In previous versions of vCenter Converter you had the option to synchronize a P2V conversion to complete a hot migration. This meant that, after a initial full backup (or P2V) of the source system, a second run was initiated right away to save the last changes to the new virtual machine. Before this second run started, you had the option to stop certain services so the consistency of the disk was guaranteed. After this second run completed, your new VM was ready to go. Any additional changes in source server are not synced anymore, because the P2V process finished.
In Converter Standalone 5 there are two new options available:
- You can schedule this second run and….
- You can choose to perform a final synchronization
Both options are visible in the Converter interface:
The first option is pretty clear I think; now it’s possible to schedule the second run at a selected date/time. The final synchronization option determines if a sync is the final (and last) sync, or maybe you want to schedule one or more additional synchronization tasks between the source server and the destination VM. This means that your P2V’ed VM can stay in sync for a long time. You can start the final synchronization at a moment that is convenient for you. Hmmm, that’s pretty cool I think :).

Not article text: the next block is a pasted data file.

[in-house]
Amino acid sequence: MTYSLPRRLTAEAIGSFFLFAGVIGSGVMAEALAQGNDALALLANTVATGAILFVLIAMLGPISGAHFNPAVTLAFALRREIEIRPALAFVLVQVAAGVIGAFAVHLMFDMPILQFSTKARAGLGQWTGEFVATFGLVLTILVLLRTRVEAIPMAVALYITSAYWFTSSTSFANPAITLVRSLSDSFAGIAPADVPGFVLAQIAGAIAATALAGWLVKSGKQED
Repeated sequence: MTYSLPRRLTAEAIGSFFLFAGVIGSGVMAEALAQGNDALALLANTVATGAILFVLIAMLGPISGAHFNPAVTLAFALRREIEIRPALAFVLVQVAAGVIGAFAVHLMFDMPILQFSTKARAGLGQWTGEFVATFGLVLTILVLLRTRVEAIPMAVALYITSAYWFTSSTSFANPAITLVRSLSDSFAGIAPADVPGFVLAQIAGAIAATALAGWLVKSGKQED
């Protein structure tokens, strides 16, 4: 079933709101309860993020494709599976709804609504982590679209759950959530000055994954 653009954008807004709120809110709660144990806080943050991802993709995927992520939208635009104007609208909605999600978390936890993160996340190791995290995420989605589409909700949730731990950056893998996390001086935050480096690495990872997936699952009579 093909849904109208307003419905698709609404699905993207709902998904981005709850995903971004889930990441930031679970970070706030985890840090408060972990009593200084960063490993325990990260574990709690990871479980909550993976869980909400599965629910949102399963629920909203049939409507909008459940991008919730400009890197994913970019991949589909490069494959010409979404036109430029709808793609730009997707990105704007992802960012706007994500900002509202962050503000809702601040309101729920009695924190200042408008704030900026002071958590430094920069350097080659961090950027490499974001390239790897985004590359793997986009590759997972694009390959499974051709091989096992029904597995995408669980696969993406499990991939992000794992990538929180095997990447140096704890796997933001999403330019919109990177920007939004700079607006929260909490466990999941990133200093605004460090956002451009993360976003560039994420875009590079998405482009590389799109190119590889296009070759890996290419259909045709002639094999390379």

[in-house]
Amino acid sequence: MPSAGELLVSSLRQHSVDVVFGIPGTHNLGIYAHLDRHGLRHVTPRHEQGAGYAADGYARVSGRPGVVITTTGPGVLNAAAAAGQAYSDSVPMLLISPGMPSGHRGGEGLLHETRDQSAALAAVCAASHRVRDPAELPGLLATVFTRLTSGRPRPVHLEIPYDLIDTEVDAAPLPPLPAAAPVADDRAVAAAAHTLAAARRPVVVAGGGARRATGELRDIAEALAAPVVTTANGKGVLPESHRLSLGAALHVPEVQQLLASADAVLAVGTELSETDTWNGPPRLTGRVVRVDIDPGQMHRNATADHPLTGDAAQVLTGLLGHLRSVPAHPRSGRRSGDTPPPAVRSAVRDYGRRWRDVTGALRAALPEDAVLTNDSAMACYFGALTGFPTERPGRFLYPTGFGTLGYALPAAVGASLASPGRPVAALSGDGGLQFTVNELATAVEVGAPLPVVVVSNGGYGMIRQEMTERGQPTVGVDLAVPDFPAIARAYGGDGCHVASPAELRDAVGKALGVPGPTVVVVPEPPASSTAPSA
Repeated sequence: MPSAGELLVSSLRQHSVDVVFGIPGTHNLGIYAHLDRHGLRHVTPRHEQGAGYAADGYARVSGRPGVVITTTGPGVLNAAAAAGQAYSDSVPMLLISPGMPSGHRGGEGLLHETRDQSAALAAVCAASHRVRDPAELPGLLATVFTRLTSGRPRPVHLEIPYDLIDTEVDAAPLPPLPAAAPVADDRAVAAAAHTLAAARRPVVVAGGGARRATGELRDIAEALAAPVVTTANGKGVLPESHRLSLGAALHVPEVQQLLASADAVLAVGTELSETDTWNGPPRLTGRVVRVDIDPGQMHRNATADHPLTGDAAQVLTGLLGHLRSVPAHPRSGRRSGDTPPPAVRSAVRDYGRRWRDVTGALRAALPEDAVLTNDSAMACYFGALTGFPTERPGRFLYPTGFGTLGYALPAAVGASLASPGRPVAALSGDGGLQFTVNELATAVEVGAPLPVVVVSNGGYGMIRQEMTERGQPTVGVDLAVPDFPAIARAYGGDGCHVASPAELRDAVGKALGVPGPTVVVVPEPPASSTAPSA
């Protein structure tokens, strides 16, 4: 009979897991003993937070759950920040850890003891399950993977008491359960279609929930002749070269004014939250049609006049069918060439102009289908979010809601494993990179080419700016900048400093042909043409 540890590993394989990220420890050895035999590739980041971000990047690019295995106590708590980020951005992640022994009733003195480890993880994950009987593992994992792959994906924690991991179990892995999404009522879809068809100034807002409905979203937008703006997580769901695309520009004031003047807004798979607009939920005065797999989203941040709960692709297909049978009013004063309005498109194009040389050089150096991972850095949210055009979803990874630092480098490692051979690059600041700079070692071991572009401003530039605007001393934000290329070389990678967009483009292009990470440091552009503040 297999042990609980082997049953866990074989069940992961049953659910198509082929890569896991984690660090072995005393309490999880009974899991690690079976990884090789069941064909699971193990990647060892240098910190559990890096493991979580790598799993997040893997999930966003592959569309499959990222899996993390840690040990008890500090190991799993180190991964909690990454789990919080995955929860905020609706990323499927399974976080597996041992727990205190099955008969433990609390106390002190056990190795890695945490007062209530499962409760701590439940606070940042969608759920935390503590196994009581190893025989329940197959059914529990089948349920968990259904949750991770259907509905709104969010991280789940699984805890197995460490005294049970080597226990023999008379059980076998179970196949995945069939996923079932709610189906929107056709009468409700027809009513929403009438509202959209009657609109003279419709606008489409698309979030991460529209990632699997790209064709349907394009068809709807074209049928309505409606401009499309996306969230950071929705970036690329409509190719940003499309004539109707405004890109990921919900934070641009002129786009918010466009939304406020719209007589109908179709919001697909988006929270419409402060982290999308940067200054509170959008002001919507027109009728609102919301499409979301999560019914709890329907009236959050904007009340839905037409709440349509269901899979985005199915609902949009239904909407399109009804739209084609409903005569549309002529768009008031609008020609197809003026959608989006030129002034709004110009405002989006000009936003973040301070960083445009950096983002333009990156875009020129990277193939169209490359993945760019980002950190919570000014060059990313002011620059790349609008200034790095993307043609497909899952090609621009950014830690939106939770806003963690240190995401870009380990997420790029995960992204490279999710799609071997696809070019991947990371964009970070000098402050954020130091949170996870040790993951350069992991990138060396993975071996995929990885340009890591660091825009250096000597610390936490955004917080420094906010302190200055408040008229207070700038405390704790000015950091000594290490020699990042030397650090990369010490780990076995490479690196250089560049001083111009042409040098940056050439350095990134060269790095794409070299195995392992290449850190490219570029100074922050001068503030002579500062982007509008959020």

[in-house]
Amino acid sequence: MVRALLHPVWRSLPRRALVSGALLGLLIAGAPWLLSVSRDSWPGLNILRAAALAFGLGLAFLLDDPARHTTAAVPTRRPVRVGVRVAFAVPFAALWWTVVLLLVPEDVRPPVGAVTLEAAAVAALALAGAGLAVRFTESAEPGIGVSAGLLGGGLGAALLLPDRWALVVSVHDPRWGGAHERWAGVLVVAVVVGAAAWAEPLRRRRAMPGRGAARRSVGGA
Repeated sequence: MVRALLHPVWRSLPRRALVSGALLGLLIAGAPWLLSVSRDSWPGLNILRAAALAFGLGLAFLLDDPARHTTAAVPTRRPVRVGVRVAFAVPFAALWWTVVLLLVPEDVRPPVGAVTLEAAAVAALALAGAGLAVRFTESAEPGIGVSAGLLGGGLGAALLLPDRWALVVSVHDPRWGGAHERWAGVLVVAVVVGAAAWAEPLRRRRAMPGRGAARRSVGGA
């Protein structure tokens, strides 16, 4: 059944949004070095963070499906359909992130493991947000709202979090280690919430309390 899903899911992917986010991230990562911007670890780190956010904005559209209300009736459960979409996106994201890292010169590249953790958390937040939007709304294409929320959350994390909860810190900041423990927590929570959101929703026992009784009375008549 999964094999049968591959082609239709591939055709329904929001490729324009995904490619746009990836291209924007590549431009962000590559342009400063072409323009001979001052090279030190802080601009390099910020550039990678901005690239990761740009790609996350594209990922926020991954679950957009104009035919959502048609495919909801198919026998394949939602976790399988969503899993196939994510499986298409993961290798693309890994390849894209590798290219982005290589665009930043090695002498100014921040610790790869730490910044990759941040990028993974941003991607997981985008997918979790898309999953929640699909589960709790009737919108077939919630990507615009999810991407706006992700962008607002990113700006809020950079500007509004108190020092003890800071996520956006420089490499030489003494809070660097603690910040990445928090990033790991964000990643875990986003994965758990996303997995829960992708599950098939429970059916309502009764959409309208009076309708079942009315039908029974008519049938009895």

Let’s see how this looks in vSphere, where I have a VM available that didn’t had a final synchronization:
As you can see, the VM (this is the P2V’ed virtual machine!) has two snapshots. One snapshot was created after the initial transfer, a second snapshot was created after the second synchronization run, although this was not the final synchronization.
So, let’s now go to vCenter Converter: Here I have the option to start an additional synchronization. This job will sync the latest changes from the original physical machine to the virtual machine:
Now the wizard pops-up again, in this case I am selection the final synchronization option:
Because I have selected “final synchronization” the new VM will be ready for use, after the final synchronization. Converter en vSphere will do some magic with snapshots, sync the last changes…and voila…your VM is ready to go!